Address and directions will be sent to registered participants
In 1913 Seattle property manager David Whitcomb, Sr. purchased 320 acres of recently logged property south of Edmonds. His vision was of a woodland residential community with easy access to the city along Pacific Highway. The sales of lots came with setback requirements, which prohibited subdividing lots to less than two acres, and building more than one home on each two-acre lot. The intent was to maintain breathing space and the country-like atmosphere in perpetuity, preventing the kind of development that inevitably destroyed that peacefulness in city homes.
His success can be seen in the house and grounds designed by Arthur Loveless for Mr. and Mrs. Merritt Bloxom from Virginia and California completed in 1928. A number of owners have made subsequent changes to it, but it retains its understated English-style character within a setting of ponds, formal and cutting gardens, a newly created Japanese garden, and its great lawn spread out to the bluff overlooking Puget Sound. Lindsey and Carolyn Echelbarger, present owners, have enlarged the kitchen, relocated the dining room and repurposed the original dining room into a den, added custom oak paneling and built-ins and made other improvements both indoors and out. The walls showcase an outstanding collection of work by early 20th century Pacific Northwest regional artists. Lindsey’s and Carolyn’s collecting have inspired the development of a museum specifically designed to feature work by these and other artists that have not gotten the attention they deserve. The result is the Cascadia Art Museum that opened in Edmonds in September 2015. David Martin of Martin-Zambito Fine Arts, who handles the estates of several of these artists, has written books and catalogs and curated exhibits about them to reveal their rich artistic legacy. He will be present at the house to provide insight into their work.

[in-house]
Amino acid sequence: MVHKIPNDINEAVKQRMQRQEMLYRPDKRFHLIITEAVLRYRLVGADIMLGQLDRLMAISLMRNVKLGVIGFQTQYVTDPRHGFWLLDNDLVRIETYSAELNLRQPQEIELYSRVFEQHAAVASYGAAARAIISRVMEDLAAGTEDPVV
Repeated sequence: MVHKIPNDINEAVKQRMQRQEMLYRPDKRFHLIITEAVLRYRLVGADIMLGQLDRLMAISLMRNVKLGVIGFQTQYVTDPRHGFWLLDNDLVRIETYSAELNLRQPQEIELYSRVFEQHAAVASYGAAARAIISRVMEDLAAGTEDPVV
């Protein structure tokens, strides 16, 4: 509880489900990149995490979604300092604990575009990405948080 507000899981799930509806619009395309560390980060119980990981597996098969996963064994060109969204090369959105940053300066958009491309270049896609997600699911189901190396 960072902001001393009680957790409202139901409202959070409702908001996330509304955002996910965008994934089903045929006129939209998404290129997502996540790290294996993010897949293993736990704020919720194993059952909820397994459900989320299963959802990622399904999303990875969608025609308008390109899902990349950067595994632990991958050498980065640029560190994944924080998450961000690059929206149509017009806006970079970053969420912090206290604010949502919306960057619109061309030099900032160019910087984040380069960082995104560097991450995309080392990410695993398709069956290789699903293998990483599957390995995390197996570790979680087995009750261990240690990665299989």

Photo by Larry Kreisman
Registration is closed for this event.